Black huckleberry is a deciduous colonial shrub with clusters of small bell-shaped pink to red flowers in spring, followed by dark berries in summer. Fall foliage ranges from a brilliant orange to a fiery red.

Black huckleberry’s fruit is often mistaken for blueberry. It attracts pollinators and feeds wildlife, making it a good fit for a naturalistic garden.
G. Graham/new brunswick Canada department of agriculture and aquaculture

It’s on the small side, growing from 1-3 feet tall and wide.

The Mt. Cuba Center calls black huckleberry an underused and under-appreciated shrub for the naturalistic garden.

G. baccata is native to New England, the Northeastern U.S., Mid-Atlantic states, the Southeast, throughout the Gulf Coast, and in parts of the Midwest. Black huckleberry is often mistaken for blueberry, but huckleberries fruit later than blueberries and the fruit is glossy purple-black.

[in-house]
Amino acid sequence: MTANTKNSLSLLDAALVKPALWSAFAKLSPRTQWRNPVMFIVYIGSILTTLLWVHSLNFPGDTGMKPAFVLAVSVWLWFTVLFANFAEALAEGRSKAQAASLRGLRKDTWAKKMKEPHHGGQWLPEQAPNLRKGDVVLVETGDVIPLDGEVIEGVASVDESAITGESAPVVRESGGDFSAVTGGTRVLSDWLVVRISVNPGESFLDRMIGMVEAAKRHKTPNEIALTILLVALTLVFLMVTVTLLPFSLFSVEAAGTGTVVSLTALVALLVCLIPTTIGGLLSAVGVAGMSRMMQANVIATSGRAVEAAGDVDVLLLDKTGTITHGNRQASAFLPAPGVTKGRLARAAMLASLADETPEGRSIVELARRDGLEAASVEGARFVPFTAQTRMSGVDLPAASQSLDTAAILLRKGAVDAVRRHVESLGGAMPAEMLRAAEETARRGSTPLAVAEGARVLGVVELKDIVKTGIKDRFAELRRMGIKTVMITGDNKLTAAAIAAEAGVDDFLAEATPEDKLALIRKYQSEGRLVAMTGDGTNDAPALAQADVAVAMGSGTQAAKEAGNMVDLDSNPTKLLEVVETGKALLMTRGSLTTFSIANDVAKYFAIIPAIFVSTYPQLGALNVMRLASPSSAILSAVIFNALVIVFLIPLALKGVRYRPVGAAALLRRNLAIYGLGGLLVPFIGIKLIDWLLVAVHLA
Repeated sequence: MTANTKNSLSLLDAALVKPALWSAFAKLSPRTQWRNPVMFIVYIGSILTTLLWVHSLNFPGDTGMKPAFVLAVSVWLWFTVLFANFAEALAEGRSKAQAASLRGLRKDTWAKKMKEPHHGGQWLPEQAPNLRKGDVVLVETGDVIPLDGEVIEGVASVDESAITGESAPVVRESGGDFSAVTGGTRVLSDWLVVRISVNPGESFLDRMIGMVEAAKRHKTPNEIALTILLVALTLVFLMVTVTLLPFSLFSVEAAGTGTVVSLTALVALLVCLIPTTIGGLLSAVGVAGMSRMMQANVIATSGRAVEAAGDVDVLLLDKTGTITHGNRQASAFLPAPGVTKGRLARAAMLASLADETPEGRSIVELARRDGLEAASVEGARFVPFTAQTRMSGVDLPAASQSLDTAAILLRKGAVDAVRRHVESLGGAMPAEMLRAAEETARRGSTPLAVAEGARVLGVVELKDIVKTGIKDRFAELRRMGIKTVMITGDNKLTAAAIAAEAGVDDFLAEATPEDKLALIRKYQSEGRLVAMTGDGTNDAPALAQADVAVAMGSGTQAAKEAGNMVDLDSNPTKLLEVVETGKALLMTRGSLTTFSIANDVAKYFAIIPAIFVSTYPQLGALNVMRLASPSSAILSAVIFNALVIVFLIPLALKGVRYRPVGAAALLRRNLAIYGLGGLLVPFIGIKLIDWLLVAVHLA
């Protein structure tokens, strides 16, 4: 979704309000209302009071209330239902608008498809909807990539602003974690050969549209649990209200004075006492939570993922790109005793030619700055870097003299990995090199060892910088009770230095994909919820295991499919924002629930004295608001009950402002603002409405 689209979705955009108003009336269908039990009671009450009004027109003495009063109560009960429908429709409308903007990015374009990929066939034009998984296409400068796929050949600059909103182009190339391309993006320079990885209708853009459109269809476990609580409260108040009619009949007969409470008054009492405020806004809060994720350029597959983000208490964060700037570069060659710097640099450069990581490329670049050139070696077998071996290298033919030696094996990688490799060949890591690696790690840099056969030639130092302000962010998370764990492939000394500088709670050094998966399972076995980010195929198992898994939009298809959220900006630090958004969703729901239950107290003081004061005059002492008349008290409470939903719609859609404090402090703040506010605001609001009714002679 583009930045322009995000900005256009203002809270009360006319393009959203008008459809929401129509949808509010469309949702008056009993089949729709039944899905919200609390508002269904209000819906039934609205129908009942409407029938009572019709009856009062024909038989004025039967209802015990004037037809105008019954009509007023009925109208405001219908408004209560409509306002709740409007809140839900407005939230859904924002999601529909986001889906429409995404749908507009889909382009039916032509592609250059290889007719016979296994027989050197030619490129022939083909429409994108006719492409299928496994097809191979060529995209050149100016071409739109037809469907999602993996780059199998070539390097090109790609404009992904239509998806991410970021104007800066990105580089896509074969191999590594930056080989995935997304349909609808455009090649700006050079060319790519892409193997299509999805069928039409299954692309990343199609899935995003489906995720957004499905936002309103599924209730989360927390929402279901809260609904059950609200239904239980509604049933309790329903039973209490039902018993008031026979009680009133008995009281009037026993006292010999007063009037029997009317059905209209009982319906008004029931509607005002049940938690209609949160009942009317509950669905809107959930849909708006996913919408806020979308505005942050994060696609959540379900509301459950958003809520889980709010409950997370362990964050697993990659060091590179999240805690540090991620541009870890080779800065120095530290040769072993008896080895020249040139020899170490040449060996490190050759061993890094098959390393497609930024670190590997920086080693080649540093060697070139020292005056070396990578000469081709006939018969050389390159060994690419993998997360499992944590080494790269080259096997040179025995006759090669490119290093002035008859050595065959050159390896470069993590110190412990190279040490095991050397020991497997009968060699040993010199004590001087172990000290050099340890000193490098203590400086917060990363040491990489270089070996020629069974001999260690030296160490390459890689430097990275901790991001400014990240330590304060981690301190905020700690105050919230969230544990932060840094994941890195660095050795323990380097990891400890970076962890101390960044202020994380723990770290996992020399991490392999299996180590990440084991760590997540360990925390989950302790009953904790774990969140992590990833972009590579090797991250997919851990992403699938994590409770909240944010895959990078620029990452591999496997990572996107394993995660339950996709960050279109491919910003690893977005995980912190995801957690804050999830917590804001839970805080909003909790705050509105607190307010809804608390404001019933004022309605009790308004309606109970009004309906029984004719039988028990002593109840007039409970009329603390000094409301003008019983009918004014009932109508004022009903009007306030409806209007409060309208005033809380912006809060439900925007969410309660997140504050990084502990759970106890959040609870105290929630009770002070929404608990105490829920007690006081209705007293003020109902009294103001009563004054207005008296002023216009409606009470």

Companion plants include Vaccinium corymbosum, Rhododendron maximum, Kalmia latifolia, Pinus strobus, Gaultheria procumbens, Galax urceolata, and Goodyera repens.

Why grow Gaylussacia baccata?

  • Another good-looking edible for the landscape. Fruit is spicy and sweet, can be eaten raw, used in pies, preserves etc., or dried.
  • Multiple-season interest. Flowers in spring, fruit in summer, brilliant foliage in autumn.
  • Attracts pollinators and feeds the wildlife.
  • Grows in a number of different conditions including dry, average or moist soils, as well as numerous types of soils such as sandy, loam and rocky.